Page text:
le, nearly two miles north of Torre Loppa, as the locality of this ancient site. The silver coins of Temesa are scarce. They have the Greek epigraph, TEM. of the Bruttii, which at present is called Tempsa. It was founded by the Ausonians; afterwards the Ætolians, under the command of Thoas, gained possession of it. These were expelled by the Bruttii; Hannibal and the Romans have overthrown the Bruttii.After the second Punic war it was colonized by the Romans, who called it Tempsa, B. C. 195. In the vicinity of Temesa is the Heroum of Polites, one of the companions of Ulysses. It is surrounded by a thick grove of wild olives. He was treacherously slain by the barbarians, and became in consequence very wrathful, and his shade so tormented the inhabitants that they submitted to pay him a tribute, according to the direction of a certain oracle. Thus it became a proverb amongst them, Let no one offend the hero of Temesa, for they said that [for a long time heWe concur with Kr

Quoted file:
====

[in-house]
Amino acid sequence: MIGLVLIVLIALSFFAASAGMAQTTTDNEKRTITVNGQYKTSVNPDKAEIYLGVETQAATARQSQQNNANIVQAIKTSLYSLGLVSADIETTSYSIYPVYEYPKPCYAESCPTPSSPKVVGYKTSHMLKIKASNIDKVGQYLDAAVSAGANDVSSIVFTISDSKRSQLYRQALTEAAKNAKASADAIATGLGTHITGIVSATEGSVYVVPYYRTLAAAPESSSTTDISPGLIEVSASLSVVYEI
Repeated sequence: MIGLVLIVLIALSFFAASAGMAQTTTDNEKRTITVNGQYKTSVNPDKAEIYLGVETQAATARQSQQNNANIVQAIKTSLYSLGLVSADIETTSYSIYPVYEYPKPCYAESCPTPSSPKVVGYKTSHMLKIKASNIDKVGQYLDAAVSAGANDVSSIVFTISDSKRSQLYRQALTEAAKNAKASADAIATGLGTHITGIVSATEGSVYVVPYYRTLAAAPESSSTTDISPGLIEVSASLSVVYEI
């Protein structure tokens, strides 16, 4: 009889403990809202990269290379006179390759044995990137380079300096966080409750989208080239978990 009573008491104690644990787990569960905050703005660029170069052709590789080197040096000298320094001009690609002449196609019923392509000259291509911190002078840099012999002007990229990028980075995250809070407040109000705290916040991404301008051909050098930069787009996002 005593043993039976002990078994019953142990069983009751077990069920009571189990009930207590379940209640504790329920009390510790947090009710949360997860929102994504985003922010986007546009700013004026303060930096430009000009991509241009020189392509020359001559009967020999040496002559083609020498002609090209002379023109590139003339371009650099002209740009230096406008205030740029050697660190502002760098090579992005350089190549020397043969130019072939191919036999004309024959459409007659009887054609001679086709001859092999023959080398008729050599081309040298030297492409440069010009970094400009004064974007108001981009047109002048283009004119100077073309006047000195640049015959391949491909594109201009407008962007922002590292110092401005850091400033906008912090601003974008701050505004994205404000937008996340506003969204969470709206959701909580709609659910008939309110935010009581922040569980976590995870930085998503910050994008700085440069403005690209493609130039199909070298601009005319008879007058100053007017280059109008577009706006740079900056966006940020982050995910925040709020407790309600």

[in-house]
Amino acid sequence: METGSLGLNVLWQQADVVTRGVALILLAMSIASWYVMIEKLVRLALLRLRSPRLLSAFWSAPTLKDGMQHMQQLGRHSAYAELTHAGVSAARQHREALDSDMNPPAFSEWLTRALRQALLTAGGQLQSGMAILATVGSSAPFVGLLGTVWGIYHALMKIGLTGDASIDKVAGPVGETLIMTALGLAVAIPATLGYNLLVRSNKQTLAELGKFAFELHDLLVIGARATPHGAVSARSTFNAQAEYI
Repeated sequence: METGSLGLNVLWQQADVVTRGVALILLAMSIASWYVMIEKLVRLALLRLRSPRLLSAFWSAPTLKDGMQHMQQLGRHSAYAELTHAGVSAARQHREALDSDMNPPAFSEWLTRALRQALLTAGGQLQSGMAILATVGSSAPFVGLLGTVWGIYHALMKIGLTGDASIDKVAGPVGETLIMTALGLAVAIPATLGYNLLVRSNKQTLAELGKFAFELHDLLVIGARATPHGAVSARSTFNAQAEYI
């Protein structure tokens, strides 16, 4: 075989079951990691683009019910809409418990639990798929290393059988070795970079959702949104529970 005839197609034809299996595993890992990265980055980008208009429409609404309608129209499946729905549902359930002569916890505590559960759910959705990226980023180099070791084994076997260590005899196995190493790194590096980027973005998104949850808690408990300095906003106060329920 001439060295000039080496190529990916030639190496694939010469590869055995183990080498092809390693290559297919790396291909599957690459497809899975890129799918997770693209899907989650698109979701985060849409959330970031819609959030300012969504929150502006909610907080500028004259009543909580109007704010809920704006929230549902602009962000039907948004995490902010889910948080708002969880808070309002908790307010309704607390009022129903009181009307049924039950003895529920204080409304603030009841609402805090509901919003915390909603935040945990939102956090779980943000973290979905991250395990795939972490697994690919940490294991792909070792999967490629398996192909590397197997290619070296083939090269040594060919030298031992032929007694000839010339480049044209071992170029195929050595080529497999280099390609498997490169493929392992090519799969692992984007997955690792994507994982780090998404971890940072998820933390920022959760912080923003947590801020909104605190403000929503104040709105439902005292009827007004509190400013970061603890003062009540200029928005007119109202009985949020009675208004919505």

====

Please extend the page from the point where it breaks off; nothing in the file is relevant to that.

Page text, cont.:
rabo here refers to Morgantium in Sicily, which had disappeared in his days, and which he mentions in b. vi. c. ii. § 4. thus received its name from the Morgetes. But the city of the Rhegini became very powerful, and possessed many dependent settlements. It has always been a bulwark for us against the island [of Sicily], and, indeed, has recently served to that purpose when Sextus Pompeins alienated Sicily.Sextus Pompeius, having received from the senate the command of the fleet, B. C. 43, in a short time made himself master of Sicily, which he held till 36. It was called Rhegium either, as Æschylus says, because of the convulsion which had taken place in this region; for Sicily was broken from the continent by earthquakes, Whence it is called Rhegium.This is a quotation from one of the missing works of Æschylus. Others,Virgil speaks of this great catastrophe, Æn. iii. 414, Hæc loca, vi quondam et vasta convulsa ruina (Tantum ævi longinqua valet mutare vetustas<